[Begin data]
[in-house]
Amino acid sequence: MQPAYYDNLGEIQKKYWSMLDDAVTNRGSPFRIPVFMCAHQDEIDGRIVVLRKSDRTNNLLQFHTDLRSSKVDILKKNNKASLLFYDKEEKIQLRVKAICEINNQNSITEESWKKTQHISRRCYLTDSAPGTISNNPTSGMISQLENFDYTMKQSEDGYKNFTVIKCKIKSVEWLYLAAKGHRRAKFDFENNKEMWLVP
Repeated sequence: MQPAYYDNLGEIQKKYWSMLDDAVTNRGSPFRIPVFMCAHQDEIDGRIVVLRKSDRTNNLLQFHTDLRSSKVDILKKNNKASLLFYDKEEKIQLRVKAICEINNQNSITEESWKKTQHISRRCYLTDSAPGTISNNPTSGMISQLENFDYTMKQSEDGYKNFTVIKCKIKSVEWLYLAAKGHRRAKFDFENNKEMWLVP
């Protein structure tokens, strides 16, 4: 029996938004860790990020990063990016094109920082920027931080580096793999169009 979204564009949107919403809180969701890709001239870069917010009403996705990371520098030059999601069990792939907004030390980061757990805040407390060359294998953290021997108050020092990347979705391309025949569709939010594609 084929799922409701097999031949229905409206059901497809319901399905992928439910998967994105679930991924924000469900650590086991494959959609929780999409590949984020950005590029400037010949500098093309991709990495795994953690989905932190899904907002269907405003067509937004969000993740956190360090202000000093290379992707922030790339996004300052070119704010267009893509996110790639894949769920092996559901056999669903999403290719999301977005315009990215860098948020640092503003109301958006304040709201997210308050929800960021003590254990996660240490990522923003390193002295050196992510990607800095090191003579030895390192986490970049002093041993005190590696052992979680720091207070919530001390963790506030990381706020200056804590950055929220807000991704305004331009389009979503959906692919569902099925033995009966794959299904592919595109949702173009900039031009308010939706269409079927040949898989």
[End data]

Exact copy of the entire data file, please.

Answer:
[in-house]
Amino acid sequence: MQPAYYDNLGEIQKKYWSMLDDAVTNRGSPFRIPVFMCAHQDEIDGRIVVLRKSDRTNNLLQFHTDLRSSKVDILKKNNKASLLFYDKEEKIQLRVKAICEINNQNSITEESWKKTQHISRRCYLTDSAPGTISNNPTSGMISQLENFDYTMKQSEDGYKNFTVIKCKIKSVEWLYLAAKGHRRAKFDFENNKEMWLVP
Repeated sequence: MQPAYYDNLGEIQKKYWSMLDDAVTNRGSPFRIPVFMCAHQDEIDGRIVVLRKSDRTNNLLQFHTDLRSSKVDILKKNNKASLLFYDKEEKIQLRVKAICEINNQNSITEESWKKTQHISRRCYLTDSAPGTISNNPTSGMISQLENFDYTMKQSEDGYKNFTVIKCKIKSVEWLYLAAKGHRRAKFDFENNKEMWLVP
């Protein structure tokens, strides 16, 4: 029996938004860790990020990063990016094109920082920027931080580096793999169009 979204564009949107919403809180969701890709001239870069917010009403996705990371520098030059999601069990792939907004030390980061757990805040407390060359294998953290021997108050020092990347979705391309025949569709939010594609 084929799922409701097999031949229905409206059901497809319901399905992928439910998967994105679930991924924000469900650590086991494959959609929780999409590949984020950005590029400037010949500098093309991709990495795994953690989905932190899904907002269907405003067509937004969000993740956190360090202000000093290379992707922030790339996004300052070119704010267009893509996110790639894949769920092996559901056999669903999403290719999301977005315009990215860098948020640092503003109301958006304040709201997210308050929800960021003590254990996660240490990522923003390193002295050196992510990607800095090191003579030895390192986490970049002093041993005190590696052992979680720091207070919530001390963790506030990381706020200056804590950055929220807000991704305004331009389009979503959906692919569902099925033995009966794959299904592919595109949702173009900039031009308010939706269409079927040949898989």